It's unlikely that summer associate classes will return to pre-recession classes anytime soon. Since the official start of the recession in 2007, more than 40,000 legal services jobs have disappeared, according to the U.S. Department of Labor's Bureau of Labor Statistics.
McCarter & English suspended its summer program two years ago and won't have one this year. The firm is now more likely to hire associates with at least a few years under their belts, reasoning that clients do not want to pay for a learning curve. About a year ago, McCarter & English utilized that strategy, plucking seven hires from Robinson & Cole.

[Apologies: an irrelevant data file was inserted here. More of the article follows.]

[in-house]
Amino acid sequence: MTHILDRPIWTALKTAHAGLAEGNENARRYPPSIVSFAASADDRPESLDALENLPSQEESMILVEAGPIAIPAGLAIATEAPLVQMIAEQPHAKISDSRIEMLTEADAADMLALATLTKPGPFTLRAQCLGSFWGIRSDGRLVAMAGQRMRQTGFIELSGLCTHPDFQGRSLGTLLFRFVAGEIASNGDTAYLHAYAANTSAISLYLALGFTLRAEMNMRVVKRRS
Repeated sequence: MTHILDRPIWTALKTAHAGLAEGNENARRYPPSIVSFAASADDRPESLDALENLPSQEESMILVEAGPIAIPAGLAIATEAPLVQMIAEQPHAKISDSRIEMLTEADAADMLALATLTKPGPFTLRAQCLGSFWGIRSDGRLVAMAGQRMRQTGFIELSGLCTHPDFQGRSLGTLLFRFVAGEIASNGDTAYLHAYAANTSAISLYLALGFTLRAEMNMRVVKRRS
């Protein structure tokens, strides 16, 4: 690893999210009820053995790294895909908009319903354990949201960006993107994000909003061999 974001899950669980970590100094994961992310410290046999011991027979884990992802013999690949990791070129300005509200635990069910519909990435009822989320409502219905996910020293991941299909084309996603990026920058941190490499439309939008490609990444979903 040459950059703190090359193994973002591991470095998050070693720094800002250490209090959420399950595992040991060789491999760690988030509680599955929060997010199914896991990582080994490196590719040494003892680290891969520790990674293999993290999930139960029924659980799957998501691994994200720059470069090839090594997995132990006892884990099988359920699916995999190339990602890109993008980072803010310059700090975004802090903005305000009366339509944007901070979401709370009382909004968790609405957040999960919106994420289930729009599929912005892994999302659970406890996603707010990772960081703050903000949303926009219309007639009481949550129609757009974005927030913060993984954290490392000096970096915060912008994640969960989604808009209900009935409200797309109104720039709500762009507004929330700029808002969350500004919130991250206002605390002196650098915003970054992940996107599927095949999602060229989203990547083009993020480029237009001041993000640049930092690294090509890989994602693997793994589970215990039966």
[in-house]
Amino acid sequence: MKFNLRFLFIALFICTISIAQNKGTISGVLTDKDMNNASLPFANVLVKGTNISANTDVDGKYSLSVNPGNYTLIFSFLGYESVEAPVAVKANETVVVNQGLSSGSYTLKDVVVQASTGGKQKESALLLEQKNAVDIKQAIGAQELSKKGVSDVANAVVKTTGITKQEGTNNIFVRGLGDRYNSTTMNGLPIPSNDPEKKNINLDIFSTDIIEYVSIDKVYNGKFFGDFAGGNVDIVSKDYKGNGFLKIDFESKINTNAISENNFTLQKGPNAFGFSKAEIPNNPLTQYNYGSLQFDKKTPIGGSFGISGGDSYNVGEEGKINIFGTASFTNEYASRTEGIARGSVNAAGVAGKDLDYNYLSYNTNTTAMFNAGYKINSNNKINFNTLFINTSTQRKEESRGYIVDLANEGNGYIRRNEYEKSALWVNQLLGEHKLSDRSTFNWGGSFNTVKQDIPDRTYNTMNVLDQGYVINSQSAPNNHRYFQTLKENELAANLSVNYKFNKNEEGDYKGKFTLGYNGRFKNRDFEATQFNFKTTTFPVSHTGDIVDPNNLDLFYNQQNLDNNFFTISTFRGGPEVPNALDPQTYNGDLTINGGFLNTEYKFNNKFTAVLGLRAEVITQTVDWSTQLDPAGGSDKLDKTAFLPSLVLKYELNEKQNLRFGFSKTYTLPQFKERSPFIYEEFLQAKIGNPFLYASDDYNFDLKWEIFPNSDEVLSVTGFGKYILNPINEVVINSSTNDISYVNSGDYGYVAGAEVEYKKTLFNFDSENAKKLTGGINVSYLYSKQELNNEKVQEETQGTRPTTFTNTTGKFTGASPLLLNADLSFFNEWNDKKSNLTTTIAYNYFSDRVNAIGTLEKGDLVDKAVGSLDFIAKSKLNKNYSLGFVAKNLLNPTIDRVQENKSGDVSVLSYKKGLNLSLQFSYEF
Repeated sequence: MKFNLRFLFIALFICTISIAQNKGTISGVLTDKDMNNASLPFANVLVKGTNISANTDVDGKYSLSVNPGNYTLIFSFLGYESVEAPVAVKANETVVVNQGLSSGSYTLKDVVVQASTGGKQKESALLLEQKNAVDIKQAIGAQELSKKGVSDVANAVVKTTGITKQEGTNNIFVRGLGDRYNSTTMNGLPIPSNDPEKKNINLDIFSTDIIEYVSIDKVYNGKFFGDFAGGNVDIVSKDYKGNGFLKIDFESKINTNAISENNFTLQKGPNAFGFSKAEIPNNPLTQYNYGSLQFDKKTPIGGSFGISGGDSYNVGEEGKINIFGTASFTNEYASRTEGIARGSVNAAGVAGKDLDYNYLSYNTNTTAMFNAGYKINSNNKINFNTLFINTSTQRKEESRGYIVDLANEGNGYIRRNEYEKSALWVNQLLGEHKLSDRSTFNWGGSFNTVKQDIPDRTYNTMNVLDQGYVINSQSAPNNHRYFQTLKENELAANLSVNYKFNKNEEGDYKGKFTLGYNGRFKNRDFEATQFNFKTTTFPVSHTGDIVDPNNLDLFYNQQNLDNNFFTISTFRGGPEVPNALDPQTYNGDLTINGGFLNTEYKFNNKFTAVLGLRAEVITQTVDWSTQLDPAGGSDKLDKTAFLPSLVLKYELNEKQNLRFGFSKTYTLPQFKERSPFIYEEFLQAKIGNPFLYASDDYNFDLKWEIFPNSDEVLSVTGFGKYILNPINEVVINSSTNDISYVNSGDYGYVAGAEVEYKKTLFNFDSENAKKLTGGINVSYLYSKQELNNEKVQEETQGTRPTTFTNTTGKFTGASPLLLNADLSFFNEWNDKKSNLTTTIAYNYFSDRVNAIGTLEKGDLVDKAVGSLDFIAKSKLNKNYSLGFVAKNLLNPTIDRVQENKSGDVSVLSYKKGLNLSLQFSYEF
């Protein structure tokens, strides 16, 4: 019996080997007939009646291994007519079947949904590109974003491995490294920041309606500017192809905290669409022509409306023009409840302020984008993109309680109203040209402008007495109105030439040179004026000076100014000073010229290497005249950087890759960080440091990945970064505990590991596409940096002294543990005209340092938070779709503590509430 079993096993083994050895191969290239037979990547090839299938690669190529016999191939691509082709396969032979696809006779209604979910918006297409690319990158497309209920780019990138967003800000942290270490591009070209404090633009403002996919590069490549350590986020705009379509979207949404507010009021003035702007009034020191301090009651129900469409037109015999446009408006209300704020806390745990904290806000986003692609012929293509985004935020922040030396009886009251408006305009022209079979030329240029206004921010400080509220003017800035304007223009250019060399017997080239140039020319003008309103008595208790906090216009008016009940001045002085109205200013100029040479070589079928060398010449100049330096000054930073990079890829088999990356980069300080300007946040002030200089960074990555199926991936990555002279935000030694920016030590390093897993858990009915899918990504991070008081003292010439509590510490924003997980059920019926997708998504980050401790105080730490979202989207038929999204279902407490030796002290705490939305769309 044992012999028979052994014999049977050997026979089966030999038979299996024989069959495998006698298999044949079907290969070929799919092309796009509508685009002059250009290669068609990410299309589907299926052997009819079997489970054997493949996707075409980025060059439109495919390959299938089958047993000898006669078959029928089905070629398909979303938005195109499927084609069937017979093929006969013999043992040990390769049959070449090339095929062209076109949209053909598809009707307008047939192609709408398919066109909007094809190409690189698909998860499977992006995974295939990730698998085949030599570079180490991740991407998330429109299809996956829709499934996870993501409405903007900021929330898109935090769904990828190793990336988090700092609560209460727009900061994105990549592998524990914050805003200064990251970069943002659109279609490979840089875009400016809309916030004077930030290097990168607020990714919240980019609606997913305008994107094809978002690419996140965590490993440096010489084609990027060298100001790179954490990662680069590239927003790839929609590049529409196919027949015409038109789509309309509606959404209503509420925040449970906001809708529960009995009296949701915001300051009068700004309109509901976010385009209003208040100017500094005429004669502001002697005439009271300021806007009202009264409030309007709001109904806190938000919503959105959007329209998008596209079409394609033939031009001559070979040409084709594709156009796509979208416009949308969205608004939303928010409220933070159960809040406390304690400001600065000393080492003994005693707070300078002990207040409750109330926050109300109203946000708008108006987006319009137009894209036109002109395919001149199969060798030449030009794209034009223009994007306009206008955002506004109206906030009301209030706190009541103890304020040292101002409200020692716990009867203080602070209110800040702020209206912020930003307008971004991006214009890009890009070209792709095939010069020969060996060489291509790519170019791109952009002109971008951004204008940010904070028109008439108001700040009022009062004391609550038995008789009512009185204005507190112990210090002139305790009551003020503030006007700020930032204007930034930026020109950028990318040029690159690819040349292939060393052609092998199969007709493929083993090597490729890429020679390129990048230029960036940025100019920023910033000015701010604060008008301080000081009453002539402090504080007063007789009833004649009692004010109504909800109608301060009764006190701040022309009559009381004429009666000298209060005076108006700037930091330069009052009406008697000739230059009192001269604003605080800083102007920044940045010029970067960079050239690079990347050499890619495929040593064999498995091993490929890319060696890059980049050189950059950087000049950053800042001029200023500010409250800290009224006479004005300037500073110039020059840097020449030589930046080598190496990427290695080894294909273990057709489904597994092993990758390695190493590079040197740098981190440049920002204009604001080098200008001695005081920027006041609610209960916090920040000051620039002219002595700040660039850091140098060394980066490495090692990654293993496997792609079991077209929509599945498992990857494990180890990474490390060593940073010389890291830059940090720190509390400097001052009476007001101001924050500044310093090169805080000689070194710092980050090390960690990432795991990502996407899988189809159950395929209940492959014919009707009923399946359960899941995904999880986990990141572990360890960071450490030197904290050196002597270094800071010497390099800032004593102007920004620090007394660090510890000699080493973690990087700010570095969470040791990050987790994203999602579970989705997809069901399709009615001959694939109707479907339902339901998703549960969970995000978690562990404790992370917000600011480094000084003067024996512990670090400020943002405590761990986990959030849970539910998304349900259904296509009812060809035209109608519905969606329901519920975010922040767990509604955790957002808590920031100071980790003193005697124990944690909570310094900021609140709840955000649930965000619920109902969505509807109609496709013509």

But students who do manage to land summer slots say that its well worth the effort. Andraya Pulaski, a University of Connecticut School of Law student, started her summer job at Day Pitney in Hartford last week. Interested in environmental and energy practice areas, Pulaski said she is greeting the challenge head on.
"I think it's a difficult economy for all jobs, not just legal jobs," she said. "If you work hard, there are opportunities."